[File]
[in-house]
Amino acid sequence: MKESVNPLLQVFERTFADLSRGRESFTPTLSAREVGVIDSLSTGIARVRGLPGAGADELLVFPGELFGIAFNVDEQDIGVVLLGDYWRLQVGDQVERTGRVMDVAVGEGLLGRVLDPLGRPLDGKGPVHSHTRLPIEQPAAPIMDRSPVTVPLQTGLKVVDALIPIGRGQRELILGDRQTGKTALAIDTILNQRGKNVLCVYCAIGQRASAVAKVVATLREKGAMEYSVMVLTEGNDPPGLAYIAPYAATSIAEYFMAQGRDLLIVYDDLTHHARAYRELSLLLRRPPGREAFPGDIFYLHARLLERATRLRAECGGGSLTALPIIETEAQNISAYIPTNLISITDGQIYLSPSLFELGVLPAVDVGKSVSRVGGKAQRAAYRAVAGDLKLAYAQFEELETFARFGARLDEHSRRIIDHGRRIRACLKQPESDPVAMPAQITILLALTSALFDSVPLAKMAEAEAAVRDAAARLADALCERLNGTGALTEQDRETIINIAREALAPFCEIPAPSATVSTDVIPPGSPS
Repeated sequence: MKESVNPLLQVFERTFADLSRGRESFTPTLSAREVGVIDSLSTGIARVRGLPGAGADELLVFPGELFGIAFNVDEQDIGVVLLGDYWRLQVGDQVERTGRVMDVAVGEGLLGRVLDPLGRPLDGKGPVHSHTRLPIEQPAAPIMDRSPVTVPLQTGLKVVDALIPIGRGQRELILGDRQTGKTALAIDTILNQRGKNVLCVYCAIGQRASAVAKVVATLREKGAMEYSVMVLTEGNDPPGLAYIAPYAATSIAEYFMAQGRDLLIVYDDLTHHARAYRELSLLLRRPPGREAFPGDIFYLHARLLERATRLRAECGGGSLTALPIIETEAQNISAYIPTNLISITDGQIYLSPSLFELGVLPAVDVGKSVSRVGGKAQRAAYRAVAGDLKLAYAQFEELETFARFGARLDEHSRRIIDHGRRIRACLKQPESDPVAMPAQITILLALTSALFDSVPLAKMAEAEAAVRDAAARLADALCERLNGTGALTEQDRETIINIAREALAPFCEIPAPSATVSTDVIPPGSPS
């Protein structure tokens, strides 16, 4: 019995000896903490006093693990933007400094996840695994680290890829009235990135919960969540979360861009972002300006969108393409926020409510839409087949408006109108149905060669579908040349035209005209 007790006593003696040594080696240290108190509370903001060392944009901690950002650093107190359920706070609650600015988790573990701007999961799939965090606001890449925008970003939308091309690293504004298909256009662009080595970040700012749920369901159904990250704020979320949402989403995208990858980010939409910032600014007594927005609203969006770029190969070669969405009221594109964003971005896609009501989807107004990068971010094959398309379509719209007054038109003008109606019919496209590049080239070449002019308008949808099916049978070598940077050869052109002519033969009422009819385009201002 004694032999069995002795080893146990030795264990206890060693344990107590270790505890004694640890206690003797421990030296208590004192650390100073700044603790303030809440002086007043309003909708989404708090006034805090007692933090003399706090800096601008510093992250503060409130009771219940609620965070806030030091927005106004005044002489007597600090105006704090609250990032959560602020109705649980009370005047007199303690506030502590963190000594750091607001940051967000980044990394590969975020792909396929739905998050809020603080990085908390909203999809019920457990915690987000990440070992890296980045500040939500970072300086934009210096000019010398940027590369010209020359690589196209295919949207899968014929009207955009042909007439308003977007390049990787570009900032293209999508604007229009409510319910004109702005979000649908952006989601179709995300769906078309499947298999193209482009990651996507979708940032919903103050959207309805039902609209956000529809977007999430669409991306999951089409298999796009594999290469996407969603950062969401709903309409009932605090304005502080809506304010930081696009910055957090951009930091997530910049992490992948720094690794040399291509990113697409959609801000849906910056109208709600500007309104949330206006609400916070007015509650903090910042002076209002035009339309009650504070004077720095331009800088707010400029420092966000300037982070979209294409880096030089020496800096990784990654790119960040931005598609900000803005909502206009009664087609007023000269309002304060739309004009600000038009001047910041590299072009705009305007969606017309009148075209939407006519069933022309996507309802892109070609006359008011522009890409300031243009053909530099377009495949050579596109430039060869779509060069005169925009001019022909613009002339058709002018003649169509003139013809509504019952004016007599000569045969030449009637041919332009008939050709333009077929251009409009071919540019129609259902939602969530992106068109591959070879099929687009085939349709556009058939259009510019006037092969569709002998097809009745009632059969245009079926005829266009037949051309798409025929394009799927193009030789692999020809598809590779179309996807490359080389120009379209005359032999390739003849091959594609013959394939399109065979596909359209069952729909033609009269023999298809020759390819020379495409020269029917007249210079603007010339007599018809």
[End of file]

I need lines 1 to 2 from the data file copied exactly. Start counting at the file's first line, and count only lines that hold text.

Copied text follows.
[in-house]
Amino acid sequence: MKESVNPLLQVFERTFADLSRGRESFTPTLSAREVGVIDSLSTGIARVRGLPGAGADELLVFPGELFGIAFNVDEQDIGVVLLGDYWRLQVGDQVERTGRVMDVAVGEGLLGRVLDPLGRPLDGKGPVHSHTRLPIEQPAAPIMDRSPVTVPLQTGLKVVDALIPIGRGQRELILGDRQTGKTALAIDTILNQRGKNVLCVYCAIGQRASAVAKVVATLREKGAMEYSVMVLTEGNDPPGLAYIAPYAATSIAEYFMAQGRDLLIVYDDLTHHARAYRELSLLLRRPPGREAFPGDIFYLHARLLERATRLRAECGGGSLTALPIIETEAQNISAYIPTNLISITDGQIYLSPSLFELGVLPAVDVGKSVSRVGGKAQRAAYRAVAGDLKLAYAQFEELETFARFGARLDEHSRRIIDHGRRIRACLKQPESDPVAMPAQITILLALTSALFDSVPLAKMAEAEAAVRDAAARLADALCERLNGTGALTEQDRETIINIAREALAPFCEIPAPSATVSTDVIPPGSPS